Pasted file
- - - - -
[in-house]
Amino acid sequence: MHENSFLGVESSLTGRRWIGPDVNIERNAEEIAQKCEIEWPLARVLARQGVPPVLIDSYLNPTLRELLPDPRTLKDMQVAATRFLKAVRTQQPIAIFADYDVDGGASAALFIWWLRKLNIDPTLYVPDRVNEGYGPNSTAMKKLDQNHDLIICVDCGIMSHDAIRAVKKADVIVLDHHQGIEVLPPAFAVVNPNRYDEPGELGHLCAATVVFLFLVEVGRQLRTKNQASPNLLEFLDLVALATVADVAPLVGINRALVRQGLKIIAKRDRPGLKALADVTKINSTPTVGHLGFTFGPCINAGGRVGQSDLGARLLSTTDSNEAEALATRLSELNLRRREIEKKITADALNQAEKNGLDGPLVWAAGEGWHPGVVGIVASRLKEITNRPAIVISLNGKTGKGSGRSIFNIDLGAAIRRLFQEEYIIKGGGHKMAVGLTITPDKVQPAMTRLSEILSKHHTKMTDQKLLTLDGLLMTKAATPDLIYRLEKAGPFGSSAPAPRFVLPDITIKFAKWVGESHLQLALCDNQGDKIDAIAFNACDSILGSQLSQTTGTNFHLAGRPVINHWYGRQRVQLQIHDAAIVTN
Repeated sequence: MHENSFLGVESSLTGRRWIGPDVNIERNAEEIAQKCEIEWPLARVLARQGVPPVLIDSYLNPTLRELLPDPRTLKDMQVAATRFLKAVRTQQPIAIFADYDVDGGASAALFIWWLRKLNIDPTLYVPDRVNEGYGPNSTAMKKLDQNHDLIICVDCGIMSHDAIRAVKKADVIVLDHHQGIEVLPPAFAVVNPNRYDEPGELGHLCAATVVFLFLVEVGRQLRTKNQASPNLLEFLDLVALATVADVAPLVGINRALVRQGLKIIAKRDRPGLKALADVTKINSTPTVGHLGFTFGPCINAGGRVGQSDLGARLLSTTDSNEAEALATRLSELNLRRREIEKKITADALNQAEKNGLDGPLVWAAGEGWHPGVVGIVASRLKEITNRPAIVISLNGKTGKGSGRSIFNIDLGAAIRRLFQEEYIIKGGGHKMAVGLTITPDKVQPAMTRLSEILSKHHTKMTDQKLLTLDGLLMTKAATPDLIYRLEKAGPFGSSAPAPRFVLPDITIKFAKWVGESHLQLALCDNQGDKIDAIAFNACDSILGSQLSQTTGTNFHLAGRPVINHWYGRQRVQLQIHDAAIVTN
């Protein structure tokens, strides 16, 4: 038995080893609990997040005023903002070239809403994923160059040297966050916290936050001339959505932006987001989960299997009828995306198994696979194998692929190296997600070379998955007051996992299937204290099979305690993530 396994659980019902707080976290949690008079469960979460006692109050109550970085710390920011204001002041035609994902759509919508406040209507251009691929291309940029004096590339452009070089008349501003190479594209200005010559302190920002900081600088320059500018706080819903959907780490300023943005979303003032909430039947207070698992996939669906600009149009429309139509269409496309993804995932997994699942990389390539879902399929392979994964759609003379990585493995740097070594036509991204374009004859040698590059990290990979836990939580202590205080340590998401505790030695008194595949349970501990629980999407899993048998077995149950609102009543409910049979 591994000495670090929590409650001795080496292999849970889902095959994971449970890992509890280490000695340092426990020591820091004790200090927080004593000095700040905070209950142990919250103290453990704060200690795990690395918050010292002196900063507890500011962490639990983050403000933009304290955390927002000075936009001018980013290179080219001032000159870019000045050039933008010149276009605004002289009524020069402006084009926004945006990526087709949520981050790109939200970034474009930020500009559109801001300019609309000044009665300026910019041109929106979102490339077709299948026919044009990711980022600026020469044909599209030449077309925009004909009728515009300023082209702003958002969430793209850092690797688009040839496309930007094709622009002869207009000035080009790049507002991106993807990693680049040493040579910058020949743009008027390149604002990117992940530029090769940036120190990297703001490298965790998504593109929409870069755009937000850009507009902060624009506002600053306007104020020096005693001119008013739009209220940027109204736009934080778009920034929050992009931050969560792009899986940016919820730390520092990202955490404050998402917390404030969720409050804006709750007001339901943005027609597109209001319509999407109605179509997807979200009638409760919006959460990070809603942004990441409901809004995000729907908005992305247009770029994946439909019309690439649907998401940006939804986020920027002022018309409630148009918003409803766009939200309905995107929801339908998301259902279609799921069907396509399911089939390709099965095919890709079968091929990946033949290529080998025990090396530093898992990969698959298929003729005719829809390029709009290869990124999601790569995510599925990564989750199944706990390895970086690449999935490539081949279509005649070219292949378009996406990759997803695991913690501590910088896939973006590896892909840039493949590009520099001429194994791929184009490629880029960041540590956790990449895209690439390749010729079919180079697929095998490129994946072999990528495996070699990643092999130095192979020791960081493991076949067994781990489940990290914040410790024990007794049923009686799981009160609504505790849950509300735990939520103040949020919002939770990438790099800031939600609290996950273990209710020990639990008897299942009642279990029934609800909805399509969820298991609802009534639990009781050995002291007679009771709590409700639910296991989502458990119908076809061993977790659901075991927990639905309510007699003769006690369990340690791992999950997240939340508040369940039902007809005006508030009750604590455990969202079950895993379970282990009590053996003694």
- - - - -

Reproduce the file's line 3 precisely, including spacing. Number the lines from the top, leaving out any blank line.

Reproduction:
Repeated sequence: MHENSFLGVESSLTGRRWIGPDVNIERNAEEIAQKCEIEWPLARVLARQGVPPVLIDSYLNPTLRELLPDPRTLKDMQVAATRFLKAVRTQQPIAIFADYDVDGGASAALFIWWLRKLNIDPTLYVPDRVNEGYGPNSTAMKKLDQNHDLIICVDCGIMSHDAIRAVKKADVIVLDHHQGIEVLPPAFAVVNPNRYDEPGELGHLCAATVVFLFLVEVGRQLRTKNQASPNLLEFLDLVALATVADVAPLVGINRALVRQGLKIIAKRDRPGLKALADVTKINSTPTVGHLGFTFGPCINAGGRVGQSDLGARLLSTTDSNEAEALATRLSELNLRRREIEKKITADALNQAEKNGLDGPLVWAAGEGWHPGVVGIVASRLKEITNRPAIVISLNGKTGKGSGRSIFNIDLGAAIRRLFQEEYIIKGGGHKMAVGLTITPDKVQPAMTRLSEILSKHHTKMTDQKLLTLDGLLMTKAATPDLIYRLEKAGPFGSSAPAPRFVLPDITIKFAKWVGESHLQLALCDNQGDKIDAIAFNACDSILGSQLSQTTGTNFHLAGRPVINHWYGRQRVQLQIHDAAIVTN